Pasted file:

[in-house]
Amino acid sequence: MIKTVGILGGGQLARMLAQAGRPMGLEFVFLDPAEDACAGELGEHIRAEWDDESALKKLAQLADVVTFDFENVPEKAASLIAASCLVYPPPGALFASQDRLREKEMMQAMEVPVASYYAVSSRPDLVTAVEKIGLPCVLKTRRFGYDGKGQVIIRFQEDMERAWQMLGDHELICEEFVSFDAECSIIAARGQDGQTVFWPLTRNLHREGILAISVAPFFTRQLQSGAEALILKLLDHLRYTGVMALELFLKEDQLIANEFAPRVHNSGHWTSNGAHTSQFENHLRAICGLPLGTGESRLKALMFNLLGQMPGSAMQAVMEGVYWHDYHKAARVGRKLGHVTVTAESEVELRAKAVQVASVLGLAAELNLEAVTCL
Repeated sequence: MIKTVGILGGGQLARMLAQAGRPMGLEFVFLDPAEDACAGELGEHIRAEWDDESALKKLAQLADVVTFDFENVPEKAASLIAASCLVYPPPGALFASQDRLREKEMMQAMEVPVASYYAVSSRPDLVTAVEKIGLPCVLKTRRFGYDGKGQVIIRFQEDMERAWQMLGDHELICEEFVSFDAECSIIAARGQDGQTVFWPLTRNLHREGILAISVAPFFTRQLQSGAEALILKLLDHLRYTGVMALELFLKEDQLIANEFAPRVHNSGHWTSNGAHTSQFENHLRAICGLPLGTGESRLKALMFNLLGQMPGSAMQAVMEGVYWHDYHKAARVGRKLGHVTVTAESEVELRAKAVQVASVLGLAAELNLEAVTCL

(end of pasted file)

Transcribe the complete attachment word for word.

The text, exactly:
[in-house]
Amino acid sequence: MIKTVGILGGGQLARMLAQAGRPMGLEFVFLDPAEDACAGELGEHIRAEWDDESALKKLAQLADVVTFDFENVPEKAASLIAASCLVYPPPGALFASQDRLREKEMMQAMEVPVASYYAVSSRPDLVTAVEKIGLPCVLKTRRFGYDGKGQVIIRFQEDMERAWQMLGDHELICEEFVSFDAECSIIAARGQDGQTVFWPLTRNLHREGILAISVAPFFTRQLQSGAEALILKLLDHLRYTGVMALELFLKEDQLIANEFAPRVHNSGHWTSNGAHTSQFENHLRAICGLPLGTGESRLKALMFNLLGQMPGSAMQAVMEGVYWHDYHKAARVGRKLGHVTVTAESEVELRAKAVQVASVLGLAAELNLEAVTCL
Repeated sequence: MIKTVGILGGGQLARMLAQAGRPMGLEFVFLDPAEDACAGELGEHIRAEWDDESALKKLAQLADVVTFDFENVPEKAASLIAASCLVYPPPGALFASQDRLREKEMMQAMEVPVASYYAVSSRPDLVTAVEKIGLPCVLKTRRFGYDGKGQVIIRFQEDMERAWQMLGDHELICEEFVSFDAECSIIAARGQDGQTVFWPLTRNLHREGILAISVAPFFTRQLQSGAEALILKLLDHLRYTGVMALELFLKEDQLIANEFAPRVHNSGHWTSNGAHTSQFENHLRAICGLPLGTGESRLKALMFNLLGQMPGSAMQAVMEGVYWHDYHKAARVGRKLGHVTVTAESEVELRAKAVQVASVLGLAAELNLEAVTCL